It appears that Lancaster city voters will have 18 candidates to pick from if they choose to authorize the formation of a home rule commission.
That’s how many candidates submitted nominating petitions by the Tuesday deadline, according to the Lancaster County Board of Elections. Their names are as follows (note that candidate listings remain unofficial at this point; among other things, petition signatures can be challenged):
- Brian Adams
- Peter R. Barber
- Darlene Byrd
- Lisa Colon
- Maxine R. Cook
- Ted Darcus
- Tony Dastra
- Elizabeth Elias
- Wesley S Farmer
- Carl Feldman
- Jacob Glesnor
- Dena Maounis
- Andrew Marshall
- John McGrann
- Marshall Miller
- Ezra Rothman
- Michael J. Rowen
- Amy Ruffo
City voters will be asked in the Tuesday, May 6, primary, whether a home rule commission should be formed, and to pick up to nine individuals to serve on it. If the “yes” vote prevails, the commission will be convened with the top nine vote-getters as its members.
Unlike the rest of the primary races, the home rule referendum is nonpartisan: Any registered city voter can vote on the question and the candidate commission members, regardless of party.
For more information, visit the city’s home rule web page.
The home rule commission candidates are among the scores of individuals who have filed for county and local races. Many are uncontested, but far from all.
In Lancaster, eight Democrats will compete for four nominations to City Council. Three are incumbents, endorsed by the city Democratic committee: Ahmed Ahmed, Jaime Arroyo and Amanda Bakay.
Their five challengers are Ivan Acosta-Velez, Tene Darby, Andre Gilbert, Dayna London and John Hursh. No Republicans have filed.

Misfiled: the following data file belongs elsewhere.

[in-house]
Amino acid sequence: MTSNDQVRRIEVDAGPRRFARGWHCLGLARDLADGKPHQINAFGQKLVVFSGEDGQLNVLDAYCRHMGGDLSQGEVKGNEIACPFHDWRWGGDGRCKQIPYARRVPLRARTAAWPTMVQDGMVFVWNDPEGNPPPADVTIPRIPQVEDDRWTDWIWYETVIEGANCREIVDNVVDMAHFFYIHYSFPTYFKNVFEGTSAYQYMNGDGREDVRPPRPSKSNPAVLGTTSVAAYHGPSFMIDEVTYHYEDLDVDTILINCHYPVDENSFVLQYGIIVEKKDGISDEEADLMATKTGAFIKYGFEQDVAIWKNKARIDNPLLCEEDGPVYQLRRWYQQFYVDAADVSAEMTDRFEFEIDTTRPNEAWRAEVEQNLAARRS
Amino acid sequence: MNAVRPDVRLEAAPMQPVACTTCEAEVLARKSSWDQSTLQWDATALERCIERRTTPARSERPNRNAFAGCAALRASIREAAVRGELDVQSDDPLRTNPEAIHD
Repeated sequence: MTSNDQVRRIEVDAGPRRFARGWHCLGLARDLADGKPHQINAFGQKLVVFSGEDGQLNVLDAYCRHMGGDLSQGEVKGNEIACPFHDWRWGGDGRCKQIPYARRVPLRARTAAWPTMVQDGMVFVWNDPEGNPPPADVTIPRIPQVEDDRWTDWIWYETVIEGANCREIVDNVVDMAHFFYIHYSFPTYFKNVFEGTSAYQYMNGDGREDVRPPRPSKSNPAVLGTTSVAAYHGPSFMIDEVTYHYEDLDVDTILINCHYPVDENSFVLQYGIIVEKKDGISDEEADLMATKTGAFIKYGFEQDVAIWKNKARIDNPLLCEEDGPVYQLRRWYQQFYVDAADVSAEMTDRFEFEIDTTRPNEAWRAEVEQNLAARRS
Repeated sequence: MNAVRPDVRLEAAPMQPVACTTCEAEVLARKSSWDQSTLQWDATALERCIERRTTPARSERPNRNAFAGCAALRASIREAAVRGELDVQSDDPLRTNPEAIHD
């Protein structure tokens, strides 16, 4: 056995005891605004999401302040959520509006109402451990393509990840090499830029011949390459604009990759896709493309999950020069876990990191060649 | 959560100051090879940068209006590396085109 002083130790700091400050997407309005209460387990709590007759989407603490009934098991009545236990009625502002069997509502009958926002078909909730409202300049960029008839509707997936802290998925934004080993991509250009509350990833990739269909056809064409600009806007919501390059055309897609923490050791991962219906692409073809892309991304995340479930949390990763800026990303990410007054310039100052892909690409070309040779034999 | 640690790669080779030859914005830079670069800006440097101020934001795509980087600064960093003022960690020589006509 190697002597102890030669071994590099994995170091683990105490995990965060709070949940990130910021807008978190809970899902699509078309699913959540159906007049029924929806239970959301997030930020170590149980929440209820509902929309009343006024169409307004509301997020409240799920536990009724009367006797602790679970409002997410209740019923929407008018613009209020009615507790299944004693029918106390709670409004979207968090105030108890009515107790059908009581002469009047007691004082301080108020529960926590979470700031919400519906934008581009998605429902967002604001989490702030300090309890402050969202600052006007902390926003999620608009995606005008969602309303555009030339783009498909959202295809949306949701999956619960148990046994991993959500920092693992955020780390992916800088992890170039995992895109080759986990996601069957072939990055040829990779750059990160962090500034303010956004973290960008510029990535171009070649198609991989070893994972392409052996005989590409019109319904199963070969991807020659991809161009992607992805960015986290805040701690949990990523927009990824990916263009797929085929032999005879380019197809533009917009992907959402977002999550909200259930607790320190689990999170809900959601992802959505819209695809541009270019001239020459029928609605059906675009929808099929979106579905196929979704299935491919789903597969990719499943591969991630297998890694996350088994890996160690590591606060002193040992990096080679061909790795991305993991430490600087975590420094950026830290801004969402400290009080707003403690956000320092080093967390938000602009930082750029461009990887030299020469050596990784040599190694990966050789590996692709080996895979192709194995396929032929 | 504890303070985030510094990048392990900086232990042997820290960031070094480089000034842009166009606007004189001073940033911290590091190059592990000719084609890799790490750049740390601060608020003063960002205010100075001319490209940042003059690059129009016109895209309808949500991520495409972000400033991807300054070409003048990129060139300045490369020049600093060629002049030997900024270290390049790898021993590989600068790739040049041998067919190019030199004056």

Darby, Gilbert and Hursh were among the 10 individuals who sought appointment to Ismail Smith-Wade-El’s seat when he resigned to become a state House member. Council ultimately chose Ahmed.
Darby and Gilbert live in Lancaster’s southeast, and London did previously. They say the neighborhood deserves more representation in city government.
Three Democrats are running for two county commissioner nominations: Janet Diaz, Alice Yoder and Bob Hollister.
Diaz is a current City Council member. She ran for state Senate in 2020, winning the Democratic nomination but losing to incumbent Republican Scott Martin.
Yoder is director of community health at Penn Medicine Lancaster General Health. Hollister retired as superintendent of Eastern Lancaster County School District. A former Republican, he lost a long-shot campaign as a Democrat against incumbent Republican U.S. Rep. Lloyd Smucker in 2022.
The top two will face incumbent Republicans Josh Parsons and Ray D’Agostino in the fall. Lancaster County has a large Republican majority and historically has seated a board of commissioners of two Republicans and one Democrat.
School District of Lancaster
Eight candidates are seeking four Democratic nominations for school board: Incumbents Robin Goodson (board president), Kareena Rios (vice president) and Molly Henderson and challengers Katrina Timberlake Holmes, Cheryl T. Desmond, Arthur Mann Sr., Angelica Mallory and Sobeida Rosa. Henderson and Mann have cross-filed.
For more information
Click here for the county’s complete unofficial listing of primary candidates.